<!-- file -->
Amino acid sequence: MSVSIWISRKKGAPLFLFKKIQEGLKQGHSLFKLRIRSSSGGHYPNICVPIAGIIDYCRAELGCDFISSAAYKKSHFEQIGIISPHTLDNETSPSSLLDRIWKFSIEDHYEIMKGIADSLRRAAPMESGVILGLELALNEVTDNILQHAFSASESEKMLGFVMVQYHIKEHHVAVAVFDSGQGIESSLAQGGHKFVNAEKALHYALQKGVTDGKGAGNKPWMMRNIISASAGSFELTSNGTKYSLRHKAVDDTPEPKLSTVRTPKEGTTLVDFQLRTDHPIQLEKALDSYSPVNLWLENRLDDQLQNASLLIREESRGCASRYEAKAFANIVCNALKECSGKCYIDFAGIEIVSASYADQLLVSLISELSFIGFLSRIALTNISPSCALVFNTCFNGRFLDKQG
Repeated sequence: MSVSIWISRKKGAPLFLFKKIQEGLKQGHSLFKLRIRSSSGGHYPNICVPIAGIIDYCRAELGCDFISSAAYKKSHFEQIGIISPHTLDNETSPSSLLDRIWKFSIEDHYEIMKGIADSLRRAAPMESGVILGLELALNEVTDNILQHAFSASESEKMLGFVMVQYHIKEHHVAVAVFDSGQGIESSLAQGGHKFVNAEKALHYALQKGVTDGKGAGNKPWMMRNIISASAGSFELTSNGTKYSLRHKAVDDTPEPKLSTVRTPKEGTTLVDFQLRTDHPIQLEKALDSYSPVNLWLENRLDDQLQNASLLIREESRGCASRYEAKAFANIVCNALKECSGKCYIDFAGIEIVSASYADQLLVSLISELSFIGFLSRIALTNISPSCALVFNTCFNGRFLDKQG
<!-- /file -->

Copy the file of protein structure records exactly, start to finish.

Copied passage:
Amino acid sequence: MSVSIWISRKKGAPLFLFKKIQEGLKQGHSLFKLRIRSSSGGHYPNICVPIAGIIDYCRAELGCDFISSAAYKKSHFEQIGIISPHTLDNETSPSSLLDRIWKFSIEDHYEIMKGIADSLRRAAPMESGVILGLELALNEVTDNILQHAFSASESEKMLGFVMVQYHIKEHHVAVAVFDSGQGIESSLAQGGHKFVNAEKALHYALQKGVTDGKGAGNKPWMMRNIISASAGSFELTSNGTKYSLRHKAVDDTPEPKLSTVRTPKEGTTLVDFQLRTDHPIQLEKALDSYSPVNLWLENRLDDQLQNASLLIREESRGCASRYEAKAFANIVCNALKECSGKCYIDFAGIEIVSASYADQLLVSLISELSFIGFLSRIALTNISPSCALVFNTCFNGRFLDKQG
Repeated sequence: MSVSIWISRKKGAPLFLFKKIQEGLKQGHSLFKLRIRSSSGGHYPNICVPIAGIIDYCRAELGCDFISSAAYKKSHFEQIGIISPHTLDNETSPSSLLDRIWKFSIEDHYEIMKGIADSLRRAAPMESGVILGLELALNEVTDNILQHAFSASESEKMLGFVMVQYHIKEHHVAVAVFDSGQGIESSLAQGGHKFVNAEKALHYALQKGVTDGKGAGNKPWMMRNIISASAGSFELTSNGTKYSLRHKAVDDTPEPKLSTVRTPKEGTTLVDFQLRTDHPIQLEKALDSYSPVNLWLENRLDDQLQNASLLIREESRGCASRYEAKAFANIVCNALKECSGKCYIDFAGIEIVSASYADQLLVSLISELSFIGFLSRIALTNISPSCALVFNTCFNGRFLDKQG